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Interviews

Herbie Hancock: Inspired By the Written Word of a Friend

By Published: November 19, 2007

AAJ: Larry Klein then got involved...

HH: Yeah. That was another suggestion from the head of A&R from Verve. Larry had already done a couple records with them. Madeline Peyroux was one of them. I know Larry Klein. When the suggestion was made that I consider Larry Klein I thought that would be a really great idea. I know Larry is a very bright guy. He's a real thinker. Maybe a better way to state it is: he's a very aware person. Aware culturally, as well as aware of what's happening in the world.

Herbie

I had worked with Larry before. I used to have a TV show called Coast to Coast (Showtime, 1989-91). I was hosting it. My first guests for the first show that we had included Joni Mitchell and Larry Klein. Wayne Shorter was also on that. And Bobby McFerrin, David Sanborn. I'd see him [Larry] on several occasions, we used to hang out, with Joni. Larry used to be married to Joni Mitchell, as well as work with her. What I found, by working on this project, was that Larry also wrote some songs with Joni. So I thought, what better first person could I have than the ex-husband. [laughs] He knows so much about Joni and her music and the story behind her writing the songs.

AAJ: He helped in the songs you decided to select from that vast repertoire?

HH: Yeah. I really depended on Larry for that, because I was not that familiar with Joni's repertoire. Some of the highlights, but he knew more details about various songs. He made some initial suggestions as songs to look at. We started with some songs, then it grew and grew. Then we started honing in on certain ones.



We tried to have a selection process that was a natural one.

AAJ: The musicians, I know your association with them, Wayne and Dave and everybody else. You chose those guys when other people might have thought that you would have chosen people from the pop world or folk world, something that people assume in Joni's world.

HH: The reason I didn't do that is because I don't have to do that. [laughs] [Pop musicians] might be obvious choices, but then she's already done that. Why would I do the same things she's already done? What made sense to me that could be interesting—my foundation is in jazz and I'm recording it for Verve as my next jazz record. Why not have a context that's more associated with jazz. How would that work? That would be more of an interesting challenge. It would pretty much ensure that we wouldn't be re-inventing the wheel. You try and re-invent the wheel of songs that somebody not only wrote but they played on, and were an important part of the process of the sound of the record, the arrangements. I knew Joni was the source of those arrangements, from knowing her and how she involves herself in the music. She was certainly there to make so many of those decisions about how she wanted to be rendered. For her records.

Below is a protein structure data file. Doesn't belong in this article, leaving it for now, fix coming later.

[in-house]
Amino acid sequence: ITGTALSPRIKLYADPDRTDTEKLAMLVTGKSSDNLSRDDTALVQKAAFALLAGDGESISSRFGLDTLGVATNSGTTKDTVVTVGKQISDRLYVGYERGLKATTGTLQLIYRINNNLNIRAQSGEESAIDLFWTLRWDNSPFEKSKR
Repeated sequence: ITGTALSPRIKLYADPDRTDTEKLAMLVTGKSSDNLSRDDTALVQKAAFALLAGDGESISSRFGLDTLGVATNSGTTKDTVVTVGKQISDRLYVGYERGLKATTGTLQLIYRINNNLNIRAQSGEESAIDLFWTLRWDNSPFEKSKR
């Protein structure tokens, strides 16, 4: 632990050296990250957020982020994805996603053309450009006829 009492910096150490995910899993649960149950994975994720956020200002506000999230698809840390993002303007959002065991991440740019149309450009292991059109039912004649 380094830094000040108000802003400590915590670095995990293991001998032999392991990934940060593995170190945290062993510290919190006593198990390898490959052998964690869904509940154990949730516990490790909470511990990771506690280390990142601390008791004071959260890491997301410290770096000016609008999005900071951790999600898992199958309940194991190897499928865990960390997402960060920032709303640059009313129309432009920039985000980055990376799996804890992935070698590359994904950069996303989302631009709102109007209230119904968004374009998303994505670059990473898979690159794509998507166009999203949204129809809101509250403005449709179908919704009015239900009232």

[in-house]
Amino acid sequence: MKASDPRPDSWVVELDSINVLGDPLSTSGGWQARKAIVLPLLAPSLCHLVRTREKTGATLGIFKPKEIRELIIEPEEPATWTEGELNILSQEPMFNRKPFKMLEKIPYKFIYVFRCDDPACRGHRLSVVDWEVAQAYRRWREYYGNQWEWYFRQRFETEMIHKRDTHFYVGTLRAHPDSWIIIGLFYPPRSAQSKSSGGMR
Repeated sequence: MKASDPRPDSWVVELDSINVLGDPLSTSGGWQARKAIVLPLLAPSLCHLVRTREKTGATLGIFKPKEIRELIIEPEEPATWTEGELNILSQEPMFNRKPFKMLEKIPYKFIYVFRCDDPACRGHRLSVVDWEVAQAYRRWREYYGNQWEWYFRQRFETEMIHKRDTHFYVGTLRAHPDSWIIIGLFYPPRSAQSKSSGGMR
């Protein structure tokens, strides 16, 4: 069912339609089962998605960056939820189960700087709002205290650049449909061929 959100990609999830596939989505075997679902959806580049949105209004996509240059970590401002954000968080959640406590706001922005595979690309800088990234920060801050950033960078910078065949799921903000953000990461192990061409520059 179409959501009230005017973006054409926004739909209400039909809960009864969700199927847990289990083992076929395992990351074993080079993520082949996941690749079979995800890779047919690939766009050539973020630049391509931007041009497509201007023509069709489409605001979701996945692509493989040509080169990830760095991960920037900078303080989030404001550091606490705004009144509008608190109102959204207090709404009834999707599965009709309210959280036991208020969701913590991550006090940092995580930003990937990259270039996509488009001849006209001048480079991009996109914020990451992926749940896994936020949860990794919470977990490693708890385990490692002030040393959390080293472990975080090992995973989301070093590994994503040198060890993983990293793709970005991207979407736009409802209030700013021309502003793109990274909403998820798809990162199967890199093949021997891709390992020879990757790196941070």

I wanted to stay away from doing it the way she did it before. Because anybody can do that. Because it's my record, I wanted it to be that way that I can do it. I would think that would be interesting because people will be hearing many songs that they have familiarity with, but in different way or approach.

AAJ: I know you love harmonies and melodies, but you also said the lyrics were very important this time.

HH: My feeling was Joni's songs really stem from the lyrics. She's a poet first. The songs grow out of the poetry. I felt that if I really wanted to do justice to Joni's songs, I have to work from the lyrics first too. That is, in fact, what we did.



It was also an interesting challenge. I wasn't that familiar with the words to Joni's songs, because I wasn't that familiar with the words to any song. It's kind of difficult for jazz musicians to pay attention to the words. Not so much that it's avoidance. That's not what immediately attracts our attention and what draws us into a song. It's more the harmonies, the melodies, the rhythm that has a special function. And the textures that they use in an arrangement, but not the words.



But here, we had a golden opportunity of having a great poet and finally pay attention to the words. I thought that would be not only appropriate, but intriguing and interesting to the musicians who play the music. We went so far as to give copies of the words to everybody in the band before we even recorded the tracks. Then we'd go into the musician's booth and sit down and discuss the meaning of the lyrics. Larry knew the meaning of the lyrics and he and I had many discussions about the meaning of the words before we even got to the point of making the arrangements, much less recorded.

Herbie

We had those discussions on site, talking about even the environment of the lyrics and the characters that were depicted in the lyrics or in whatever scene it would be; whatever the environment would be for the music. I felt that this would give us not only focus on the words, but give each of us kind of a new source of influence in playing the music. There was something none of us were used to doing in that way. All the musicians loved the idea of discussing the words first and then going out and playing.



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